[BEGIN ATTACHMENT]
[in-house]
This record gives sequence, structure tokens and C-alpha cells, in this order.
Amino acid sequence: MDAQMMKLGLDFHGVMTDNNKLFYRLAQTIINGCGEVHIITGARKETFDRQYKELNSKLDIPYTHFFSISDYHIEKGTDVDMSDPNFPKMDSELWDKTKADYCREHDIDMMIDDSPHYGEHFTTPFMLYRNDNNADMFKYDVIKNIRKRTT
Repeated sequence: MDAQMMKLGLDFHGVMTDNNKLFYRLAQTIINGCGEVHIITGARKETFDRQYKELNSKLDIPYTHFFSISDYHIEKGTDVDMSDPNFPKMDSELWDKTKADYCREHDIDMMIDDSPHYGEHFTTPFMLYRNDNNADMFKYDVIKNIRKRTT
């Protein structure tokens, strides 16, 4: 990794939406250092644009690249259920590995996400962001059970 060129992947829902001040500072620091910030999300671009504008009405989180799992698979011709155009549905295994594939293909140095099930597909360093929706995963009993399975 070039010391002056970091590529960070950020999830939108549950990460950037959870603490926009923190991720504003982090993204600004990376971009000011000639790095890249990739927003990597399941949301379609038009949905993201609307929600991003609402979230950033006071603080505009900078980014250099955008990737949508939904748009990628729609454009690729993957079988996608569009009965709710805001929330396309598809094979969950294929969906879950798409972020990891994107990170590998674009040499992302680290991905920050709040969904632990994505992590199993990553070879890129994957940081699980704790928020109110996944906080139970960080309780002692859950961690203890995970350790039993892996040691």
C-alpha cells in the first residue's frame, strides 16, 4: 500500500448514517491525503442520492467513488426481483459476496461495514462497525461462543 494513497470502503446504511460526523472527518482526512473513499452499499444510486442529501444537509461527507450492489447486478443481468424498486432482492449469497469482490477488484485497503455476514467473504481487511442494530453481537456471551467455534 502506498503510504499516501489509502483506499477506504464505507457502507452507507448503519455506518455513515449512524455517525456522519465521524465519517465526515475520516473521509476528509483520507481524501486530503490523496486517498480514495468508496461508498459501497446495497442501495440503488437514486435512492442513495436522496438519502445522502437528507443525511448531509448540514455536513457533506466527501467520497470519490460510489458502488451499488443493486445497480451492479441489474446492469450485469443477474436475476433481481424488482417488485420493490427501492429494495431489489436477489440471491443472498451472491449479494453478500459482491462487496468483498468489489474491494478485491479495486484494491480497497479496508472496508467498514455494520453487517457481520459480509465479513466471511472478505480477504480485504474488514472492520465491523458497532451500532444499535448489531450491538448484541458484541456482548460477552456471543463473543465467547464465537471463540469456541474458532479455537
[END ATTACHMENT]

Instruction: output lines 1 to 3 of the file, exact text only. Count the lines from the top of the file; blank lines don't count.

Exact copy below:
[in-house]
This record gives sequence, structure tokens and C-alpha cells, in this order.
Amino acid sequence: MDAQMMKLGLDFHGVMTDNNKLFYRLAQTIINGCGEVHIITGARKETFDRQYKELNSKLDIPYTHFFSISDYHIEKGTDVDMSDPNFPKMDSELWDKTKADYCREHDIDMMIDDSPHYGEHFTTPFMLYRNDNNADMFKYDVIKNIRKRTT